Have you considered contacting a tax preparation lawyer in Indianapolis, Indiana? If you’re trying to plan ahead and build a solid future for your family and friends after your death, you’ll need to understand what kind of taxes apply to your estate.
Fortunately, at Dickmann Reason Bogigian & White, we know our way around taxes, and we’re happy to provide all the information you’ll need about what sort of taxes you should expect when you’re planning your estate. Read on to learn a little bit more about estate taxes, who has to pay them, and how you can avoid them, too.
What are estate taxes?
Taxes are one of life’s few certainties, and unfortunately, sometimes they don’t even stop after you die. There are a few different types of estate taxes: Federal, state, and inheritance. The amount your beneficiaries will have to pay varies depending on the state and the estimated value of your estate.
Estate taxes apply in 17 states and the District of Columbia, and depending on where you live, your family might owe up to 40% of the estimated value of the estate. Keep in mind, this estimated value is determined from the current market value of your assets – not how much the assets cost when you first bought them.
Fortunately, there’s one big roadblock that prevents people from owing estate taxes: Estate taxes only apply if your assets are estimated to be worth $11.7 million dollars or more. Additionally, there is a growing political sentiment to get rid of estate and inheritance taxes altogether. While there hasn’t been any action on a national level, many states don’t charge estate taxes. It’s important to contact a tax preparation lawyer in Indianapolis, IN, to learn more about what taxes apply to you – and how you can minimize your tax burden.
How do people avoid estate taxes?
If you have an estate that’s valued at greater than $11.70 million, or if you’re just curious to understand how others avoid hefty estate taxes, you can read up on a few methods that usually reduce the overall tax burden. Most of these methods involve reducing the size of the estate so it doesn’t reach the $11.70 million threshold and depending on your financial situation certain solutions might work better than others.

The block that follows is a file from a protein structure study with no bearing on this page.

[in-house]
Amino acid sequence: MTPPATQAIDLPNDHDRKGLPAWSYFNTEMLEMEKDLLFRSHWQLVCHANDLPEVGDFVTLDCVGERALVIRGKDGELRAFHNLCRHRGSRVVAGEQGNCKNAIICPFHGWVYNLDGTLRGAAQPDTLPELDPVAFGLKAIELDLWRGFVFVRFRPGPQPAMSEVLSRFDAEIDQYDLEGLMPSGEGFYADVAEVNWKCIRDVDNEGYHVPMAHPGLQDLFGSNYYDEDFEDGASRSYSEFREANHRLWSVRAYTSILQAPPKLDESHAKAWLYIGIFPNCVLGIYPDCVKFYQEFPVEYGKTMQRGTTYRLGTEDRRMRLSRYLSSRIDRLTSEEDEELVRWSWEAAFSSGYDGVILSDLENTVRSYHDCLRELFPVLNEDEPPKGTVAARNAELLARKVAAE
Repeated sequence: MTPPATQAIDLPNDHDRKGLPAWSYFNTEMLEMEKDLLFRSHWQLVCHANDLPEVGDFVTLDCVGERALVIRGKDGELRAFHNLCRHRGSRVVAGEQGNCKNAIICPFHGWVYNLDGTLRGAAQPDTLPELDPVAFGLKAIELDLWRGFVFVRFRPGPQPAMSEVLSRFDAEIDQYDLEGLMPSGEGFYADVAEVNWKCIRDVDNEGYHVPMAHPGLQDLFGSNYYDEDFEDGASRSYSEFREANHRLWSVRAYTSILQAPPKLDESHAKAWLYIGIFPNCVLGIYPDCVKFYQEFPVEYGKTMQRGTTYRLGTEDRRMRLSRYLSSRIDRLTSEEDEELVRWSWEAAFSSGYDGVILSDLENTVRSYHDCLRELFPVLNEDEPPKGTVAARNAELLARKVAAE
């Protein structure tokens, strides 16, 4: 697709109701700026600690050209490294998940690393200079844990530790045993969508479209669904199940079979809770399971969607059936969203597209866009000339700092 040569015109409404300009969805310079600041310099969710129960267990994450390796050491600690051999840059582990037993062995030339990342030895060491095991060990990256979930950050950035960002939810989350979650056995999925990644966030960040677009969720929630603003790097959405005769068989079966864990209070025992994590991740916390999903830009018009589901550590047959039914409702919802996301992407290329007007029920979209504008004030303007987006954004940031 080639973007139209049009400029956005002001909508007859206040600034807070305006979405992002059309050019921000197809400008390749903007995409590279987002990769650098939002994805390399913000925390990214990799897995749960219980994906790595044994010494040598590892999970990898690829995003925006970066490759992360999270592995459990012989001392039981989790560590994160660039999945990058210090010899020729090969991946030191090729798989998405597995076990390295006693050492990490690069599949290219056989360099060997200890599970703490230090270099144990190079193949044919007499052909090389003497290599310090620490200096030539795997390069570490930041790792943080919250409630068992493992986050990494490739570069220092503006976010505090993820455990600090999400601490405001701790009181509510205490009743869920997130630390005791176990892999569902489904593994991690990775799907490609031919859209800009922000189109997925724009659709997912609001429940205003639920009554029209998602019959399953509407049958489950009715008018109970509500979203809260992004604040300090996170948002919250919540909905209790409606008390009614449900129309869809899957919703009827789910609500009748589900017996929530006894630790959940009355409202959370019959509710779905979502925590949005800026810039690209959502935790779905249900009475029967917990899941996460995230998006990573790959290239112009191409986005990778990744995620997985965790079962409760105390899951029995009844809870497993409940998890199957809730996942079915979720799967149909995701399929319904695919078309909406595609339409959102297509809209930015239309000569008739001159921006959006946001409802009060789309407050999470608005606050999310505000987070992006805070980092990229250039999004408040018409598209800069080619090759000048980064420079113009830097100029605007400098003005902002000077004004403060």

One of the most straightforward ways to avoid estate taxes is to simply gift away your assets while you’re alive. This keeps your beneficiaries from owing taxes on the assets they get after your death and reduces the overall value of your estate before your death. Others decide to invest in businesses that are jointly owned and operated by their heirs, or open charitable trusts or foundations to protect assets from any steep estate taxes.
There are many ways to avoid estate taxes, and in some cases, you won’t even have to worry about them. But to be safe, you should always reach out to a qualified tax lawyer so you understand how to protect your assets.
Charitable Remainder Trusts
Charitable remainder trusts can be a useful estate planning tool for people in certain circumstances. Charitable remainder trusts allow a grantor to utilize some of the tax breaks that come along with charitable giving, while at the same time preserving a benefit for themselves through an annuity. Like all other estate planning tools, you should talk to a skilled tax preparation lawyer in Indianapolis, IN to find out whether a charitable remainder trust is right for your situation.
Trusts are financial tools that are used to pass assets from one person to another, such as a parent to a child. However, instead of passing the assets directly, the assets are held by a trustee who is responsible for administering the trust and making sure the assets are invested properly, and who will distribute the assets to the beneficiaries per the instructions in the trust creation document.
Charitable Remainder Trusts
Charitable remainder trusts are different than many other trusts in that the grantor, meaning the person who provides the assets for the trust, is also often a beneficiary. With charitable remainder trusts, the grantor will provide the assets to the trust and then the trust will pay out annuities to the beneficiary. At some point, the annuities will stop and the remainder of the assets in the trust will go to the charity. During this time the charity also acts as the trustee of the trust.
Benefits of a Charitable Remainder Trust
As an Indianapolis, IN tax preparation lawyer can explain, charitable remainder trusts are a way for grantors to give assets to charity but retain an income stream, but there are also other benefits of this kind of trust. One of the biggest benefits is that the grantor can take a tax deduction over five years for the estimated total amount that will eventually be donated to the charity. The IRS provides actuarial tables and other information to figure out what the charity will likely end up receiving based on when the trust ends. Charitable remainder trusts can also provide other tax benefits such as estate tax and capital gains tax.
Income from the Trust
There are two different ways that income from the trust can be paid out: either as a fixed annuity or as a percentage of the trust assets. Annuities are money that is paid out periodically. The annuity for a charitable remainder trust can be a fixed amount, such as $1,000 a month, or it can be a percentage of the total amount, such as six percent of the total value of the trust each year. The trust document will lay out the specifics.
To learn more about the tax advantages a charitable remainder trust provides, contact an Indianapolis, IN tax preparation lawyer.
Reach out to Dickmann Reason Bogigian & White today.
At Dickmann Reason Bogigian & White, we understand that your estate is your legacy, and the last thing you’d want is to erode your legacy with steep taxes after your death. Contact us today, and see how a tax preparation lawyer in Indianapolis, IN can help you prepare for your future.